Mulvaney Targets Consumer Bureau's 'Yelp'-Like Complaint Portal

Acting CFPB Director Mick Mulvaney

Acting CFPB Director Mick Mulvaney Manuel Balce Ceneta/AP

Acting director encourages bankers’ argument against posting unvetted criticism.

The acting director of the Consumer Financial Protection Bureau is considering cutting off public access to the bureau’s Web portal containing raw consumer complaints against lenders.

Mick Mulvaney, who is also President Trump’s budget director, on Tuesday told 1,300 bankers at an American Bankers Association conference in Washington, “I don’t see anything in here that says I have to run a Yelp for financial services sponsored by the federal government,” according to news reports.

The bureau’s seven-year-old Consumer Complaint Database, which has long been criticized by bankers for spreading “unverified” negative information, is used by bureau analysts to monitor trends that need investigating and encourage engagement between customers and companies.

The database is a “real-time” collection of complaints on a range of consumer financial products and services, sent to companies for response. “We don’t verify all the facts alleged in these complaints, but we take steps to confirm a commercial relationship between the consumer and the company,” the bureau’s website says.

In 2013, the Financial Services Roundtable, an industry group led by former Minnesota Republican Gov. Tim Pawlenty, launched a multi-media campaign accusing the bureau of spreading inaccurate information to consumers. “Government websites should be reserved for facts,” a statement said.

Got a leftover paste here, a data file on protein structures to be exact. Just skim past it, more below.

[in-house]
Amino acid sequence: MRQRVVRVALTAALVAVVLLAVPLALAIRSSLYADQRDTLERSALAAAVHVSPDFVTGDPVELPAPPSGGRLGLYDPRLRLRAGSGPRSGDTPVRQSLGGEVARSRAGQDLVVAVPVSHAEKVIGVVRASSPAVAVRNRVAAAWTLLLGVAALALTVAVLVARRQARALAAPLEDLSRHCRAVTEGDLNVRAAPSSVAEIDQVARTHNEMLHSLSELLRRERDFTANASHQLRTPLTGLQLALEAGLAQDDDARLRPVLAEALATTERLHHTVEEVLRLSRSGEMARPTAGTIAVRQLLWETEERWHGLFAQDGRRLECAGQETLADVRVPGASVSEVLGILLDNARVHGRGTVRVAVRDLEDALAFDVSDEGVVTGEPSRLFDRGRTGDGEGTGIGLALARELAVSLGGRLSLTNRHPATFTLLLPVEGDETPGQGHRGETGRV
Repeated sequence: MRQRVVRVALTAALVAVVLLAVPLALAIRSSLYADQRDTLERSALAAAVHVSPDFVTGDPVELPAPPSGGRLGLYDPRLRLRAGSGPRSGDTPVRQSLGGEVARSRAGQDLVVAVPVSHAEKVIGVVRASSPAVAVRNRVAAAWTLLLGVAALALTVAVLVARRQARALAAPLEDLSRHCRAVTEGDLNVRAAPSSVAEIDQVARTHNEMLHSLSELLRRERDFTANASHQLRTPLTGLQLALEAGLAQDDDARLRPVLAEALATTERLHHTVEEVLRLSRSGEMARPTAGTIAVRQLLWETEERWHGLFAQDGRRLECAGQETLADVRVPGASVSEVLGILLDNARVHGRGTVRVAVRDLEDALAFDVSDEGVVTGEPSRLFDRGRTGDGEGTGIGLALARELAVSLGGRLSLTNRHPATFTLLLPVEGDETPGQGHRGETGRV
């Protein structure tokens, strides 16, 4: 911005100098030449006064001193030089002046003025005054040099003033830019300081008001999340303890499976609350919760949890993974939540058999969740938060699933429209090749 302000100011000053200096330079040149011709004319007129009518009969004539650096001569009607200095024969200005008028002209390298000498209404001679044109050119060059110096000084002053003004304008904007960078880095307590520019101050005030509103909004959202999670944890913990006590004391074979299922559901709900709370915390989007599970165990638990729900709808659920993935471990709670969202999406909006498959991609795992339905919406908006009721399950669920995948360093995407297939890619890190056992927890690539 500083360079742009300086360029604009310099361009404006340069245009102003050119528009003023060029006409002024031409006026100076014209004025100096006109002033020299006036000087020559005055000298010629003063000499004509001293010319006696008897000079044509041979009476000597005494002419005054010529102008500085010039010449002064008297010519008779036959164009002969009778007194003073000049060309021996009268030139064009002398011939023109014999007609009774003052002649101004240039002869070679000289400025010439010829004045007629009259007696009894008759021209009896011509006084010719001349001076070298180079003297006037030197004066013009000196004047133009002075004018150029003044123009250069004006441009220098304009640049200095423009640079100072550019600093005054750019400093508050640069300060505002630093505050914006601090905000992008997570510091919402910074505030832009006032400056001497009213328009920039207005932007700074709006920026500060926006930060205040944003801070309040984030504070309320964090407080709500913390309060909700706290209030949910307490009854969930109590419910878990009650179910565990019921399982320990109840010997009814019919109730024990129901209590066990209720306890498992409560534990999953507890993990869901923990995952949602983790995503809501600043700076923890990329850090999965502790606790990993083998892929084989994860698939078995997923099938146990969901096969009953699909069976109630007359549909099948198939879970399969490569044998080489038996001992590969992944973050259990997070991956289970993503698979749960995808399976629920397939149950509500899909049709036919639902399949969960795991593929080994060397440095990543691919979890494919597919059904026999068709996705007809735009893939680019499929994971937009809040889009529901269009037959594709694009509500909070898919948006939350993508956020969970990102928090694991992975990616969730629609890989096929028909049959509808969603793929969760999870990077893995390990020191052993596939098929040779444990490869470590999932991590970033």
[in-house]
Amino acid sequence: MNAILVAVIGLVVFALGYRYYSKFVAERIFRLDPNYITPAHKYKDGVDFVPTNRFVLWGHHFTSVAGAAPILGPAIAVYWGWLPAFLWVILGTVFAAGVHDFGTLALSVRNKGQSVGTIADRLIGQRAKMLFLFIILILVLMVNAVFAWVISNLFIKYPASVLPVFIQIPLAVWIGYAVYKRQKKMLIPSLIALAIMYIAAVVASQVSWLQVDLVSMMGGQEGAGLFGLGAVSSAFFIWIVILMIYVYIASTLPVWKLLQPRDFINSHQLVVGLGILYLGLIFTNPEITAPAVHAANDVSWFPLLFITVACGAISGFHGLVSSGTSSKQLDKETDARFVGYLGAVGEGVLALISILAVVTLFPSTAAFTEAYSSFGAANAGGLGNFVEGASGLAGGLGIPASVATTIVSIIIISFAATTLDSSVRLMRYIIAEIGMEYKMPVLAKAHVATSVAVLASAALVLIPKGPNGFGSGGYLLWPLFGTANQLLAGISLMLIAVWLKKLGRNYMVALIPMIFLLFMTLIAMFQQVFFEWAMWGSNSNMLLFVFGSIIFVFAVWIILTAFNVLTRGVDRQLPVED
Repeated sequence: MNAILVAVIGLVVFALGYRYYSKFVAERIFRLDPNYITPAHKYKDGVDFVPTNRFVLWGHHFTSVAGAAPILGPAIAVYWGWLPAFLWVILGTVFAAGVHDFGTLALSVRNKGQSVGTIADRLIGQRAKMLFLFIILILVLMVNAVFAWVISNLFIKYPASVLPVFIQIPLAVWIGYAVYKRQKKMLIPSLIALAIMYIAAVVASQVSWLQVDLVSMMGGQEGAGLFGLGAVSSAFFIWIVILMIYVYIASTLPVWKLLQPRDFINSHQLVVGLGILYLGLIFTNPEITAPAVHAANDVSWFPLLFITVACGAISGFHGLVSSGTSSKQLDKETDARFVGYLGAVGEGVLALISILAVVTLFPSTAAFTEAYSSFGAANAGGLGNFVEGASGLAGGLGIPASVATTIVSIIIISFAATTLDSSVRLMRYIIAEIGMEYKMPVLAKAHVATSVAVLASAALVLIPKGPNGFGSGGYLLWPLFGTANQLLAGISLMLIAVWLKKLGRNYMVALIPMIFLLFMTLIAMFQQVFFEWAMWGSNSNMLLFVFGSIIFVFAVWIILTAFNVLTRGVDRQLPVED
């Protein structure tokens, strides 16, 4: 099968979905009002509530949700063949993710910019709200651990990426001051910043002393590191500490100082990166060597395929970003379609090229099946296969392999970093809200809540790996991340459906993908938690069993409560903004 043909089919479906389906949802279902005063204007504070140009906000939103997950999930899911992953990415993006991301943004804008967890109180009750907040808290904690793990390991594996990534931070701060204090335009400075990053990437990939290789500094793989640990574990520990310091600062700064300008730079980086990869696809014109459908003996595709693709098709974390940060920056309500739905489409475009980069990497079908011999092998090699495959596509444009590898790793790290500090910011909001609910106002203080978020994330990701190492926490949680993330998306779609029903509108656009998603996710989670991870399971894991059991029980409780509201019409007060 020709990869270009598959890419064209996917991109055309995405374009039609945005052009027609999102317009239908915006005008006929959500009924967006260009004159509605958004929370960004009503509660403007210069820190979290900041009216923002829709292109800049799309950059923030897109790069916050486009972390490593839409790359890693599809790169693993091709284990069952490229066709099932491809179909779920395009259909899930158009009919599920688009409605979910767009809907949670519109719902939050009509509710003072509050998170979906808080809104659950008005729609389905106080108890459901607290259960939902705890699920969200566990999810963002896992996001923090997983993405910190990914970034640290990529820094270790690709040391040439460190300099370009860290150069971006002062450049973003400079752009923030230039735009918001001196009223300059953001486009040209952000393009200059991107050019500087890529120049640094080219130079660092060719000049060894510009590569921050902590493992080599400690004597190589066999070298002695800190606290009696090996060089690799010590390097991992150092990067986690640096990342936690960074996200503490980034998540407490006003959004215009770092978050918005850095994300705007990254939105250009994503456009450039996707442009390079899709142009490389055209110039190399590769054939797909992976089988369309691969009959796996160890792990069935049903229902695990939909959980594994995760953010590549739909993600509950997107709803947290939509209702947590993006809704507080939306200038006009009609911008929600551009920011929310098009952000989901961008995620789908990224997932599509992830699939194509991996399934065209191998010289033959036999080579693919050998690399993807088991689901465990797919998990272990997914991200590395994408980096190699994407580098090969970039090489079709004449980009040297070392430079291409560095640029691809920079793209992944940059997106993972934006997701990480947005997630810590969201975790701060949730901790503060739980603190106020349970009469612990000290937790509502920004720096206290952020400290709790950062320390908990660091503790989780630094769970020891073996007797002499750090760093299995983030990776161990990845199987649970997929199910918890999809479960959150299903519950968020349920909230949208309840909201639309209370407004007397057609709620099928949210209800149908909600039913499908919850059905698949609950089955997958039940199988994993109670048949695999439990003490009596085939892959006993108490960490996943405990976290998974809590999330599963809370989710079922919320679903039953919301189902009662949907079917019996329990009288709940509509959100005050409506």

The bankers association in 2015 sought to negotiate new terms for the site, such as allowing the companies being criticized to post rebuttals. Its letter described the “business, legal, and reputational concerns that will discourage, if not prevent, banks from responding publically to consumer complaints.”

Consumer groups expressed wariness of the Trump administration agenda for CFPB. “As Acting Director Mulvaney made clear to the ABA, protecting the interests of those who have donated to him is what matters, not the CFPB’s mission of protecting consumers,” Amit Narang, regulatory policy advocate for Public Citizen, told Government Executive. “This means that any CFPB efforts that have been effective in protecting consumers, which the database certainly has been, but that have been opposed by Wall Street will be a target under Mulvaney.”

Mulvaney, who has made dramatic changes to alter the bureau’s direction and lighten regulation, also made news by telling the bankers that as a House member, he spoke to any visitor from his home district, but declined to speak to lobbyists who hadn’t given him money. “We had a hierarchy in my office in Congress,” Mulvaney said. “If you’re a lobbyist who never gave us money, I didn’t talk to you. If you’re a lobbyist who gave us money, I might talk to you.”